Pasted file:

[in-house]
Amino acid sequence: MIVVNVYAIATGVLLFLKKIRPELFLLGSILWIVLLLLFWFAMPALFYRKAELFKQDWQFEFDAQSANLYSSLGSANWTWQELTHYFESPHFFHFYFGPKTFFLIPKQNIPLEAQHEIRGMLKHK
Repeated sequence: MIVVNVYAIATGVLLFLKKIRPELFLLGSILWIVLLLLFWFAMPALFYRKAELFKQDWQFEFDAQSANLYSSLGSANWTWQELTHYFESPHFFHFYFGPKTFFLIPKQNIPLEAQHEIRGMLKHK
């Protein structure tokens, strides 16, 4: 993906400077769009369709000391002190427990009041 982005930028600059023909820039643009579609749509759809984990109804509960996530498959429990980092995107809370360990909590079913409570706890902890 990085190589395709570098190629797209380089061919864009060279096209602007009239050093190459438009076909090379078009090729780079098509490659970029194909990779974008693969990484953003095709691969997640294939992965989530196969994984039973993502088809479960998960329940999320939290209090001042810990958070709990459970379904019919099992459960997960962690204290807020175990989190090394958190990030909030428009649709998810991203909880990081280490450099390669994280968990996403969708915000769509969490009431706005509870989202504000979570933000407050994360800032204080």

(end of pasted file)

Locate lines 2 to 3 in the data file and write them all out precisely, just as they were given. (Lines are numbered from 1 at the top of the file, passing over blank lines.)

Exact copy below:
Amino acid sequence: MIVVNVYAIATGVLLFLKKIRPELFLLGSILWIVLLLLFWFAMPALFYRKAELFKQDWQFEFDAQSANLYSSLGSANWTWQELTHYFESPHFFHFYFGPKTFFLIPKQNIPLEAQHEIRGMLKHK
Repeated sequence: MIVVNVYAIATGVLLFLKKIRPELFLLGSILWIVLLLLFWFAMPALFYRKAELFKQDWQFEFDAQSANLYSSLGSANWTWQELTHYFESPHFFHFYFGPKTFFLIPKQNIPLEAQHEIRGMLKHK